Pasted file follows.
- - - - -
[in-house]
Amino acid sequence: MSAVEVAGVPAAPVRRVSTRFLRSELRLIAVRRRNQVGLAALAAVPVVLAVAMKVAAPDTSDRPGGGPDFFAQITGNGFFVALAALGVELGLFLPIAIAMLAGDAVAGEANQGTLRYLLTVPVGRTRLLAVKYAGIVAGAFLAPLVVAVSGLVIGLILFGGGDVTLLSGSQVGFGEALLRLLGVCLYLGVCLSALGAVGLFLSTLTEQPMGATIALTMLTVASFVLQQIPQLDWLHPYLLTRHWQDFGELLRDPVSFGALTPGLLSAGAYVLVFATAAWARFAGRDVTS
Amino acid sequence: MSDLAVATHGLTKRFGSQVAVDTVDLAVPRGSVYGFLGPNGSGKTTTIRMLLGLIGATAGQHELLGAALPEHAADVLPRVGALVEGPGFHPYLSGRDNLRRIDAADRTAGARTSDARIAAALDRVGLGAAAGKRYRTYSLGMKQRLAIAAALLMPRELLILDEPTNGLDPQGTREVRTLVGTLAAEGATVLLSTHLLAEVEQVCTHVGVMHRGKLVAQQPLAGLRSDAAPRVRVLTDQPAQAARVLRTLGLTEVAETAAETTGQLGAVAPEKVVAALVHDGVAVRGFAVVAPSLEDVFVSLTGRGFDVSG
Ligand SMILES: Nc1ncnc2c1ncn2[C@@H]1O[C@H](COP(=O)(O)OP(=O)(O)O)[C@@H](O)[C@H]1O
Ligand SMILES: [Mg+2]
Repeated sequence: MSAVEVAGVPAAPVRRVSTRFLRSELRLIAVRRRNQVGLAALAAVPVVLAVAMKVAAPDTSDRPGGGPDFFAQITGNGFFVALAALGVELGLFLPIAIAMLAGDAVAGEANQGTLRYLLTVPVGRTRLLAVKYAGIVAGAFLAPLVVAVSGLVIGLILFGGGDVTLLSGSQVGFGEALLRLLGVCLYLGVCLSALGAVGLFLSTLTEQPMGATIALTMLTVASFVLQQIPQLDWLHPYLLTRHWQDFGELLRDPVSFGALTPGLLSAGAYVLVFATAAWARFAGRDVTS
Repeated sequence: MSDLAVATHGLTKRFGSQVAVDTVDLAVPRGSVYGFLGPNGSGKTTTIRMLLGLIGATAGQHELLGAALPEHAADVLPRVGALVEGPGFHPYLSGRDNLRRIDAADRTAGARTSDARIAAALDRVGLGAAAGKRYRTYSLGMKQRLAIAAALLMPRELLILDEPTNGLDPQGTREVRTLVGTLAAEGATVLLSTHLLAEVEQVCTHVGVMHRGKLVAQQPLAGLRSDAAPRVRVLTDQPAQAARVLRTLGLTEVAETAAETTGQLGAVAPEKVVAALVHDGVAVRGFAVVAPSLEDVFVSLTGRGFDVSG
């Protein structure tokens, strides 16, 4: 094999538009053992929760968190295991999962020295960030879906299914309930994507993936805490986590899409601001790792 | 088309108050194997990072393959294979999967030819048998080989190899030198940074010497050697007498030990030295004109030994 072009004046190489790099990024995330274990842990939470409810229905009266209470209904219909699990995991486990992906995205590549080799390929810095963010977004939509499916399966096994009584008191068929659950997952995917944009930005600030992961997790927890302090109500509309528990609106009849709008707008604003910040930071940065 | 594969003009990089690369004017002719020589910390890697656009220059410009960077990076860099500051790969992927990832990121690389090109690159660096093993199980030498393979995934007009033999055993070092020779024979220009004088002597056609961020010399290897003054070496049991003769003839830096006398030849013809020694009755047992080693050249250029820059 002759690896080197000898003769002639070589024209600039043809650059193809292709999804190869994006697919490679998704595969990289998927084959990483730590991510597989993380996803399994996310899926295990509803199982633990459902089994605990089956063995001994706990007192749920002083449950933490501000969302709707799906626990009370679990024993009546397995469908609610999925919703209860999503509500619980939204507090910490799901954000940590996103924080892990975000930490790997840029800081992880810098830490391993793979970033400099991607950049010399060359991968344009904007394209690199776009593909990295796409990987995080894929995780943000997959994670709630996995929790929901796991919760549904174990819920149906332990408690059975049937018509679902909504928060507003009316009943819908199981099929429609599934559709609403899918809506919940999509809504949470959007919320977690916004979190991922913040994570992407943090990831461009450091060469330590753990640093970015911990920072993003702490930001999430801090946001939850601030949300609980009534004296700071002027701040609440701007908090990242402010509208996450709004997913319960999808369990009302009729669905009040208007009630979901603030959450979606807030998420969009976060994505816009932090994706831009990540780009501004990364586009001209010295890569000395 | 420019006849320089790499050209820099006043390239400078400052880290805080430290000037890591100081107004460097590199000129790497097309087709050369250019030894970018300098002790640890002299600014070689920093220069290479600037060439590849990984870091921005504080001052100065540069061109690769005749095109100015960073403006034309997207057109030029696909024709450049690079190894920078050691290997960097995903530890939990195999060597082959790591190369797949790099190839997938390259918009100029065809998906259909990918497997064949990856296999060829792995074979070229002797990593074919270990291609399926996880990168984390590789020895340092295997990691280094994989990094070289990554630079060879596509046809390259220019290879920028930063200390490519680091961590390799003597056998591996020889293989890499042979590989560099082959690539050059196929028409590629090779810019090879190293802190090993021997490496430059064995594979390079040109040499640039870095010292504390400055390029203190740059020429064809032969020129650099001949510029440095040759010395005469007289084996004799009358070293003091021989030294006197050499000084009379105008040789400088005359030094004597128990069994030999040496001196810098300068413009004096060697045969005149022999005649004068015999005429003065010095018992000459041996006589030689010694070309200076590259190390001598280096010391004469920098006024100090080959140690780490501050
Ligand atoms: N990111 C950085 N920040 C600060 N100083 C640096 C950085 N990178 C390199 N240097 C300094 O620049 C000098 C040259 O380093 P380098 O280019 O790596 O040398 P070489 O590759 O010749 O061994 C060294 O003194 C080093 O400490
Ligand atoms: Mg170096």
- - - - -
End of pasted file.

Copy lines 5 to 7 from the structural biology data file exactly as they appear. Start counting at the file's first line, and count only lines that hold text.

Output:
Ligand SMILES: [Mg+2]
Repeated sequence: MSAVEVAGVPAAPVRRVSTRFLRSELRLIAVRRRNQVGLAALAAVPVVLAVAMKVAAPDTSDRPGGGPDFFAQITGNGFFVALAALGVELGLFLPIAIAMLAGDAVAGEANQGTLRYLLTVPVGRTRLLAVKYAGIVAGAFLAPLVVAVSGLVIGLILFGGGDVTLLSGSQVGFGEALLRLLGVCLYLGVCLSALGAVGLFLSTLTEQPMGATIALTMLTVASFVLQQIPQLDWLHPYLLTRHWQDFGELLRDPVSFGALTPGLLSAGAYVLVFATAAWARFAGRDVTS
Repeated sequence: MSDLAVATHGLTKRFGSQVAVDTVDLAVPRGSVYGFLGPNGSGKTTTIRMLLGLIGATAGQHELLGAALPEHAADVLPRVGALVEGPGFHPYLSGRDNLRRIDAADRTAGARTSDARIAAALDRVGLGAAAGKRYRTYSLGMKQRLAIAAALLMPRELLILDEPTNGLDPQGTREVRTLVGTLAAEGATVLLSTHLLAEVEQVCTHVGVMHRGKLVAQQPLAGLRSDAAPRVRVLTDQPAQAARVLRTLGLTEVAETAAETTGQLGAVAPEKVVAALVHDGVAVRGFAVVAPSLEDVFVSLTGRGFDVSG